Documenting Rentals?

I’ve been getting an increasing number of calls from tenants of rental homes with safety/health issues who are wanting to document the condition of the home.

What are some opinions on doing this?

Just do a regular inspection but make sure your PIA has the fees for any additional work or court waiting or appearance time charge. :grin: :+1: :thinking:

1 Like

It’s a legitimate issue. We have explored this here in Michigan., and believe it can be another source of income. I contacted the Oakland County Landlords association for direction. This can be a Pandora’s box if you’re not careful. Best approach is to have the tenants provide you with the landlords name, then check with the landlords association in that county. Chances are they know who the landlord is, and if there have been complaints. This is public record. However, there are many landlords that do not join the association. If you do decide to accommodate the complainant, you are best off to fully educate yourself on all current code rules for rentals in that jurisdiction. We typically do not want to get involved with code, but knowing this, will help you to identify certain issues that aren’t blatant. Good luck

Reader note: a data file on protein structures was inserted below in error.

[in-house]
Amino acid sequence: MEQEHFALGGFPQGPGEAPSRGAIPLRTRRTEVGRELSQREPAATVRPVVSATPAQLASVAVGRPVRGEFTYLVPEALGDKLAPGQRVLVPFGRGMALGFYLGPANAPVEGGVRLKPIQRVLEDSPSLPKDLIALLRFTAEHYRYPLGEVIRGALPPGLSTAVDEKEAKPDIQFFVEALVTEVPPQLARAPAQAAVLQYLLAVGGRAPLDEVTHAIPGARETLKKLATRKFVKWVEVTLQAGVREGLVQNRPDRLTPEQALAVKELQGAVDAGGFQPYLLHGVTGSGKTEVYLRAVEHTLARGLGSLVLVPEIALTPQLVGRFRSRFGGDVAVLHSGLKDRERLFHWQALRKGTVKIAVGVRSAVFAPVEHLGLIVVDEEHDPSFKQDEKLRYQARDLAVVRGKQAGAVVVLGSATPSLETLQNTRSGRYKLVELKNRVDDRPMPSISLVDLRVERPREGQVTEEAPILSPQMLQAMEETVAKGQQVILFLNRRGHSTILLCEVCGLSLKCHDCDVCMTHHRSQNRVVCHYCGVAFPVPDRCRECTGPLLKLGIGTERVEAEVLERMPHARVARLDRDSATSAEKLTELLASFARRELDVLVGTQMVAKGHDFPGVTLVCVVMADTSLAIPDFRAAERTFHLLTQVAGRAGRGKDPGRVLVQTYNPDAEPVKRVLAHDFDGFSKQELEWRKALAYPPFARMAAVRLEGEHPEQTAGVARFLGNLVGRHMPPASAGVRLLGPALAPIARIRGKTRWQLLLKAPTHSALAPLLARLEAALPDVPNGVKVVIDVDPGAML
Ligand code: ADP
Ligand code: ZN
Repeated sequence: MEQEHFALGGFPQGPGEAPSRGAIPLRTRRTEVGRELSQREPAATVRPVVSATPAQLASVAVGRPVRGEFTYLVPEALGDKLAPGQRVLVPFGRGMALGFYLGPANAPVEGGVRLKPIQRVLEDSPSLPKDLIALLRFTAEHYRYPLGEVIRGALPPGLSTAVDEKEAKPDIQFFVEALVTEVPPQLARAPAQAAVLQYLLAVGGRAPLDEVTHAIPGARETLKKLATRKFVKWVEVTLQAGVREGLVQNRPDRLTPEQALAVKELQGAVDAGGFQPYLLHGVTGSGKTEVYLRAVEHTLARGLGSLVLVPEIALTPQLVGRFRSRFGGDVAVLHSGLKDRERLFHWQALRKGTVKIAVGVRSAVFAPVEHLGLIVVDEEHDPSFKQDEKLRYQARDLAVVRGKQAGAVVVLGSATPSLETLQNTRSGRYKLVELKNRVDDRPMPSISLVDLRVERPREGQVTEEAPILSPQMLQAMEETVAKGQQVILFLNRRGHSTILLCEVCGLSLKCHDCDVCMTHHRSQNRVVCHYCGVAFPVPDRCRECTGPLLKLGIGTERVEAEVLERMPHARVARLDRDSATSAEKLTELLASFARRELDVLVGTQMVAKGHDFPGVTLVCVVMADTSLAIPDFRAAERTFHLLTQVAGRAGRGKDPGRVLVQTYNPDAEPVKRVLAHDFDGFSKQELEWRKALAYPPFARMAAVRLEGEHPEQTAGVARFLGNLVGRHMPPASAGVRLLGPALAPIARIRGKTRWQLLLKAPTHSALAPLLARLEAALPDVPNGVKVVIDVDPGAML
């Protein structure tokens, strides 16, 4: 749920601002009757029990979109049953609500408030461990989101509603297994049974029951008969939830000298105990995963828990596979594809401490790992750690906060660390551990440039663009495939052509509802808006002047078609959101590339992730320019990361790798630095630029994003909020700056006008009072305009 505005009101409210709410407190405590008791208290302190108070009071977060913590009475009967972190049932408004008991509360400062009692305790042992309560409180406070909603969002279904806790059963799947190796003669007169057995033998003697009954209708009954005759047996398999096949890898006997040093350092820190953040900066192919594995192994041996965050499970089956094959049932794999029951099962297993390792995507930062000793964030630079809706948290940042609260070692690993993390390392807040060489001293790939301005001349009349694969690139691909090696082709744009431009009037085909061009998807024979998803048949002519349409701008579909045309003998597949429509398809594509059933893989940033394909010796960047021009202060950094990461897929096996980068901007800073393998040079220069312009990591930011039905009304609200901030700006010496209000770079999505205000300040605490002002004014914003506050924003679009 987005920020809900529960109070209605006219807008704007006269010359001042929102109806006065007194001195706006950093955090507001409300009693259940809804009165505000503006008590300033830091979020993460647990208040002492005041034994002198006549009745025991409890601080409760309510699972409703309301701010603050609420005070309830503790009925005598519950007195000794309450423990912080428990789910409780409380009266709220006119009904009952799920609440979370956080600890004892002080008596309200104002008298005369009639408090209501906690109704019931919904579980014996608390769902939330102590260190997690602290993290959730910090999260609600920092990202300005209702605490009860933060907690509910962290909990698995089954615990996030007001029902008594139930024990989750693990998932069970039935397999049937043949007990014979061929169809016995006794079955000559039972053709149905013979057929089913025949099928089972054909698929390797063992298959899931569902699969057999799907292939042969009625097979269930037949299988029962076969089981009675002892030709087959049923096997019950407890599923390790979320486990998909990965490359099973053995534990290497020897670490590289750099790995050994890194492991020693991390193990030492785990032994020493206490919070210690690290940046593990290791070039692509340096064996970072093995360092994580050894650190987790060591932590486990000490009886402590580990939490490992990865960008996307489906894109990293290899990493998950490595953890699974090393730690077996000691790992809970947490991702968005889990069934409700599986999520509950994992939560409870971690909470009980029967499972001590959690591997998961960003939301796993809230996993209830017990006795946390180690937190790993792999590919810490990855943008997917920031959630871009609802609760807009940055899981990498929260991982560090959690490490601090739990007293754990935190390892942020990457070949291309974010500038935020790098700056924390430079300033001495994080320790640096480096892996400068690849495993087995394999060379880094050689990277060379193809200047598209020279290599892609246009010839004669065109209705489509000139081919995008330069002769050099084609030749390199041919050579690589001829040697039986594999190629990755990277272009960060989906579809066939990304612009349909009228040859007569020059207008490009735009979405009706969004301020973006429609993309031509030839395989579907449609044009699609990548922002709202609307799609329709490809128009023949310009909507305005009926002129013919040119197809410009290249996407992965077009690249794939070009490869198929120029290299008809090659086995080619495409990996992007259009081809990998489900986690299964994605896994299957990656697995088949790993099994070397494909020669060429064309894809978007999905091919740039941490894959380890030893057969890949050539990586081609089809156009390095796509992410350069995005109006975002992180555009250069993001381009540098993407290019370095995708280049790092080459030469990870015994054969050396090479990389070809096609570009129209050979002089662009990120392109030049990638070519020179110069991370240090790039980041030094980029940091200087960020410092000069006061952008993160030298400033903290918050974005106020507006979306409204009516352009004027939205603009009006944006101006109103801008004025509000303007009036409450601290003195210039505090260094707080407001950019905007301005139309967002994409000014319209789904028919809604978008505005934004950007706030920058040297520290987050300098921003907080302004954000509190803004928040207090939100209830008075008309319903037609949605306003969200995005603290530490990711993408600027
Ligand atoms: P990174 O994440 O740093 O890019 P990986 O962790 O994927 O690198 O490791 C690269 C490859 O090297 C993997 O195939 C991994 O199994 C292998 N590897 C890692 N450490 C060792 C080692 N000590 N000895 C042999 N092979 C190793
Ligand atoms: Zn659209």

1 Like

I came across this yesterday


1 Like

Good thought. Maybe a separate contract for such jobs stating additional fees for appearing on their behalf?

Anything for money… Larry is spot on with his advice and I can’t be more in agreement. Pro-bono attorneys are notorious for non-paid subpoenas, and I include these caveats in any inspection where there’s a chance of litigation. In the case of landlord-tenant disputes, it’s an absolute certainty it’s going to court.

The only thing I can add is to be sure you are absolutely, positively unbiased in anything you document in your report. If the tenant is uber weird or anti-social, do yourself a favor and run, don’t walk away. If you want more fun advice and stories from the front lines, visit my blog at our website.